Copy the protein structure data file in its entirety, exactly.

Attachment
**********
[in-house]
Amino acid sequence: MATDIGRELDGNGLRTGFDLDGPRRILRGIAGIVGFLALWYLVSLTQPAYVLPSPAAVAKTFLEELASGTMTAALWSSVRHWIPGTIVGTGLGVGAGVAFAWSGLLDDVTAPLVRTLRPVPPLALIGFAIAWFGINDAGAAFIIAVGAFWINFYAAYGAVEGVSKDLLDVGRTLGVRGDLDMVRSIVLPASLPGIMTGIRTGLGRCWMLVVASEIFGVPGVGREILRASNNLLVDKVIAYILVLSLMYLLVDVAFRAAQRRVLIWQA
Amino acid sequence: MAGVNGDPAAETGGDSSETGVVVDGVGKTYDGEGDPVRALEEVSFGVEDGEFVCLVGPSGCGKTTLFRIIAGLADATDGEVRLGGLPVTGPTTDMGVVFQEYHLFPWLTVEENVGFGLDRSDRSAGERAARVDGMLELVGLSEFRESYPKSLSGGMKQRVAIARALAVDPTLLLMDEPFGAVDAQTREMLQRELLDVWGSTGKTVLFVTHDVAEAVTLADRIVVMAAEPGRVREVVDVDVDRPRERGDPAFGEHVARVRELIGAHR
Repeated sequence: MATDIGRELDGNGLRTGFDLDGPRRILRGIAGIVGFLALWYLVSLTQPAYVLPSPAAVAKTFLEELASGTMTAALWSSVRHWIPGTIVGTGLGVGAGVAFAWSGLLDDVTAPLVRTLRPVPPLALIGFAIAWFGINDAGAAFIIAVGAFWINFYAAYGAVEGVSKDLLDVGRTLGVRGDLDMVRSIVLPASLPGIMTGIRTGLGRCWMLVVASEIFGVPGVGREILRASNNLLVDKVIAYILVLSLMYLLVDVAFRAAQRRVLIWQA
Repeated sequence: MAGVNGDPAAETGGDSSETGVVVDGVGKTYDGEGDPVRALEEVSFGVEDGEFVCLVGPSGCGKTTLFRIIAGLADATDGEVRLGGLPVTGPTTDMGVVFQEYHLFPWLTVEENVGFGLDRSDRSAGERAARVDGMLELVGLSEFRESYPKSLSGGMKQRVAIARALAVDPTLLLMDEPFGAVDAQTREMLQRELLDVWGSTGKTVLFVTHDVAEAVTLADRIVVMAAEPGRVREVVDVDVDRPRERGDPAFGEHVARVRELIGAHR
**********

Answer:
[in-house]
Amino acid sequence: MATDIGRELDGNGLRTGFDLDGPRRILRGIAGIVGFLALWYLVSLTQPAYVLPSPAAVAKTFLEELASGTMTAALWSSVRHWIPGTIVGTGLGVGAGVAFAWSGLLDDVTAPLVRTLRPVPPLALIGFAIAWFGINDAGAAFIIAVGAFWINFYAAYGAVEGVSKDLLDVGRTLGVRGDLDMVRSIVLPASLPGIMTGIRTGLGRCWMLVVASEIFGVPGVGREILRASNNLLVDKVIAYILVLSLMYLLVDVAFRAAQRRVLIWQA
Amino acid sequence: MAGVNGDPAAETGGDSSETGVVVDGVGKTYDGEGDPVRALEEVSFGVEDGEFVCLVGPSGCGKTTLFRIIAGLADATDGEVRLGGLPVTGPTTDMGVVFQEYHLFPWLTVEENVGFGLDRSDRSAGERAARVDGMLELVGLSEFRESYPKSLSGGMKQRVAIARALAVDPTLLLMDEPFGAVDAQTREMLQRELLDVWGSTGKTVLFVTHDVAEAVTLADRIVVMAAEPGRVREVVDVDVDRPRERGDPAFGEHVARVRELIGAHR
Repeated sequence: MATDIGRELDGNGLRTGFDLDGPRRILRGIAGIVGFLALWYLVSLTQPAYVLPSPAAVAKTFLEELASGTMTAALWSSVRHWIPGTIVGTGLGVGAGVAFAWSGLLDDVTAPLVRTLRPVPPLALIGFAIAWFGINDAGAAFIIAVGAFWINFYAAYGAVEGVSKDLLDVGRTLGVRGDLDMVRSIVLPASLPGIMTGIRTGLGRCWMLVVASEIFGVPGVGREILRASNNLLVDKVIAYILVLSLMYLLVDVAFRAAQRRVLIWQA
Repeated sequence: MAGVNGDPAAETGGDSSETGVVVDGVGKTYDGEGDPVRALEEVSFGVEDGEFVCLVGPSGCGKTTLFRIIAGLADATDGEVRLGGLPVTGPTTDMGVVFQEYHLFPWLTVEENVGFGLDRSDRSAGERAARVDGMLELVGLSEFRESYPKSLSGGMKQRVAIARALAVDPTLLLMDEPFGAVDAQTREMLQRELLDVWGSTGKTVLFVTHDVAEAVTLADRIVVMAAEPGRVREVVDVDVDRPRERGDPAFGEHVARVRELIGAHR